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British Prisoners of War as Witnesses in the Wollheim Suit

In the hearing of the lawsuit brought by Norbert Wollheim against I.G. Farben in Liquidation for payment of wages withheld for forced labor that was performed in I.G. Auschwitz, the witnesses appearing for the prosecution included two former British prisoners of war. Charles Joseph Coward and Robert William Ferris gave evidence in Frankfurt am Main on February 19, 1952; their testimonies were the last in the trial.


Robert William Ferris was interned in Auschwitz during the entire existence of camp E715 for British POWs, from September 1943 to January 21, 1945. Charles Joseph Coward was the British Man of Confidence for E715 from December 1943 to December 1944. While working at the construction site, both directly witnessed the way the Buna/Monowitz concentration camp prisoners were forced to work by I.G. Farben employees and the SS, using brutal methods, and were physically exploited. The abuse, the poor condition of the prisoners, the inadequate clothing, the poor and insufficient food rations, the heavy work to the point of fatal exhaustion, the prisoners’ fear of the gas chamber, which drove them to keep on working even when sick and injured: these facts were the focus of the statements given by Ferris and Coward. In addition, they told of the I.G. Farben employees’ hatred of the Jewish prisoners and the participation of the firm’s executives in selections. Coward testified to the negative attitude of the I.G. plant management, specifically of Walter Dürrfeld, when Coward complained to him about the treatment of the concentration camp prisoners.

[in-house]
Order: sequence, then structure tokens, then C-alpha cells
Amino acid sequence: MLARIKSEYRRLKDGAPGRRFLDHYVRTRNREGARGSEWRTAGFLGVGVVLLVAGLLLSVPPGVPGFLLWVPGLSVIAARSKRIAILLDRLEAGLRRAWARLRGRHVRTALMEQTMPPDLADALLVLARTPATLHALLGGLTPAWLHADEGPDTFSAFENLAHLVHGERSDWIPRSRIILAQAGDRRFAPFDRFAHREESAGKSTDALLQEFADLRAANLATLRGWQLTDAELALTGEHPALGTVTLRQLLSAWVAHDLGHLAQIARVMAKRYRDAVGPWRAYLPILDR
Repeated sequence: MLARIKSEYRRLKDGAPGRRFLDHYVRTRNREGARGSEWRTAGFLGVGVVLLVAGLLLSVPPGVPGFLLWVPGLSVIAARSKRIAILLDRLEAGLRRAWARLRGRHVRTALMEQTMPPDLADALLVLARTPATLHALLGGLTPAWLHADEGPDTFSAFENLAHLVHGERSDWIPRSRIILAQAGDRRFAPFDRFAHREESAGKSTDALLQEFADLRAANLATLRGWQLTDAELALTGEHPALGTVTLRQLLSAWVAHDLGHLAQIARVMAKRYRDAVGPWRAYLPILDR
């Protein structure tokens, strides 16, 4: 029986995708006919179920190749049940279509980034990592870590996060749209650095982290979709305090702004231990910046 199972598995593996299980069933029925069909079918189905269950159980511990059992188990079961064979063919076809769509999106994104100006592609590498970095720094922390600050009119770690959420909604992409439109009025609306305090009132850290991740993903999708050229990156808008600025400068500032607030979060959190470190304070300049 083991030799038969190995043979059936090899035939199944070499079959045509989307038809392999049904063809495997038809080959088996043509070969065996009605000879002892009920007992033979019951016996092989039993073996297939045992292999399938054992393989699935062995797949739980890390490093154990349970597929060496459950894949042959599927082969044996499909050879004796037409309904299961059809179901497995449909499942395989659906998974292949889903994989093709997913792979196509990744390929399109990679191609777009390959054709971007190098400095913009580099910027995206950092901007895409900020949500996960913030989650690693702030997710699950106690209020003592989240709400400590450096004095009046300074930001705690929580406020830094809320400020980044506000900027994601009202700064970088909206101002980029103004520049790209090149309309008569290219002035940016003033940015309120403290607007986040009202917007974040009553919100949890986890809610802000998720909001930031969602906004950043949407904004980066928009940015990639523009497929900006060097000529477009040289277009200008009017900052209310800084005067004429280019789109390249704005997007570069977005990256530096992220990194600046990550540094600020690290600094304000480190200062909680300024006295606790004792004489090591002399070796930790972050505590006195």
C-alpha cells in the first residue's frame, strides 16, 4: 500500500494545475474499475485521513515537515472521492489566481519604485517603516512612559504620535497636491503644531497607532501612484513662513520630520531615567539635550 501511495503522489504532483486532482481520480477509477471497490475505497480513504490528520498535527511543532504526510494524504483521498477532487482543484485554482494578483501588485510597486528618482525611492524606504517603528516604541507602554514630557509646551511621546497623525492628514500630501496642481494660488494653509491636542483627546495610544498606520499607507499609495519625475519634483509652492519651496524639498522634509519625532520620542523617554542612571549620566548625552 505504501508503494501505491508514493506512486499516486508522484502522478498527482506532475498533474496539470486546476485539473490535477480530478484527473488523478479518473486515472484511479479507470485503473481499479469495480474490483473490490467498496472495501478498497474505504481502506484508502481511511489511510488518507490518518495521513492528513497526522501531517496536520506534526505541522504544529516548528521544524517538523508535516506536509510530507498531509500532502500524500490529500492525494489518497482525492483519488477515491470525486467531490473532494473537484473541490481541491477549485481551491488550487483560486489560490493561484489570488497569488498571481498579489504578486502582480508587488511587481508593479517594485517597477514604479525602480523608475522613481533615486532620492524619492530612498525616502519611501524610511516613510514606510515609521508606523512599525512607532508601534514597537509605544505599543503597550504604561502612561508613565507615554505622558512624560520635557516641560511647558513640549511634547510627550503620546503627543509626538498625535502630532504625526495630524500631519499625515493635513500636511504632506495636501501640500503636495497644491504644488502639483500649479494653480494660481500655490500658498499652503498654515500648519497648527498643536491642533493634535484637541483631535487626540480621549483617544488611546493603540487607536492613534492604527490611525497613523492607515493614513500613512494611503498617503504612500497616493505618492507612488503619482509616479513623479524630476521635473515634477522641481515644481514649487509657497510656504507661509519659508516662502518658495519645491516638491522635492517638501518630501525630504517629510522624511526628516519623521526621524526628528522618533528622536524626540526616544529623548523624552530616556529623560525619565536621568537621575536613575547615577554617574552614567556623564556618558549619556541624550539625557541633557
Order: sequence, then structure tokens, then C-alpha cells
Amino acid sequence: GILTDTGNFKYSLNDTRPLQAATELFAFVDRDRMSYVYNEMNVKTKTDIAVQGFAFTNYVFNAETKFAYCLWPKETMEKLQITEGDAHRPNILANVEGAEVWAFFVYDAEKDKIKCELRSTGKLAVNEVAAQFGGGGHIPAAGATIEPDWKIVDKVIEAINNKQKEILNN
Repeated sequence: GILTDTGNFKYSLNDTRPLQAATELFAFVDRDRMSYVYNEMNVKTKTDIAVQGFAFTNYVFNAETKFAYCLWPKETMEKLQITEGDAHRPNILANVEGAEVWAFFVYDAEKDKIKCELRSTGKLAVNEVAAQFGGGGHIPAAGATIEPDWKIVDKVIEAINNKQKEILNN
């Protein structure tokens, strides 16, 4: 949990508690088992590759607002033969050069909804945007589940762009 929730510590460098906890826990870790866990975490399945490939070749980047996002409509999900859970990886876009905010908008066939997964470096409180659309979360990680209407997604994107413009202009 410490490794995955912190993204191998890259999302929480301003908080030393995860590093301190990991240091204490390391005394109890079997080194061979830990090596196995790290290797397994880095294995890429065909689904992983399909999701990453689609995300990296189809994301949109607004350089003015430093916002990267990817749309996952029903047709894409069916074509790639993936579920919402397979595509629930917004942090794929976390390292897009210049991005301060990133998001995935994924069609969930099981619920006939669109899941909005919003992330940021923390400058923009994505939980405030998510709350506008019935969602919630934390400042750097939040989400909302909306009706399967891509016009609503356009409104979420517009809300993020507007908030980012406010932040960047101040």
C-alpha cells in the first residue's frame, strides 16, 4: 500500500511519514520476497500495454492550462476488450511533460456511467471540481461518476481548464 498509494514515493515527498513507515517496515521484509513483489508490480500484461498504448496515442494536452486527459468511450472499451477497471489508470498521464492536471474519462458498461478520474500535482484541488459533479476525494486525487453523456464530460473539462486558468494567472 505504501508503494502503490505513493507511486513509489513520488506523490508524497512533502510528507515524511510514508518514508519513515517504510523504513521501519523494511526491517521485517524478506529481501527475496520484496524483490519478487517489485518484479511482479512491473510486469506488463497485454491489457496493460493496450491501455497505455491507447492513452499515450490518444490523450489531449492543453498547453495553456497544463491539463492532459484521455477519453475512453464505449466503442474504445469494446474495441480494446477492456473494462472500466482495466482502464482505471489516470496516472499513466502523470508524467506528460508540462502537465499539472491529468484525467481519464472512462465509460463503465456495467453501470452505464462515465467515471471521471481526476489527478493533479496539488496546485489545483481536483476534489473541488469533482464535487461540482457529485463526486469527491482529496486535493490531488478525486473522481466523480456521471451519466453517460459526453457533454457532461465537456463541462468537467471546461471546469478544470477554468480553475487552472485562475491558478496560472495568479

(MN; transl. KL)


Charles Joseph Coward, hearing of witness, February 19, 1953. HHStAW, Sec. 460, No. 1424 (Wollheim v. I.G. Farben), Vol. II, pp. 278–284.

Robert Ferris, hearing of witness, February 19, 1953. HHStAW, Sec. 460, No. 1424 (Wollheim v. I.G. Farben), Vol. II, pp. 284–285.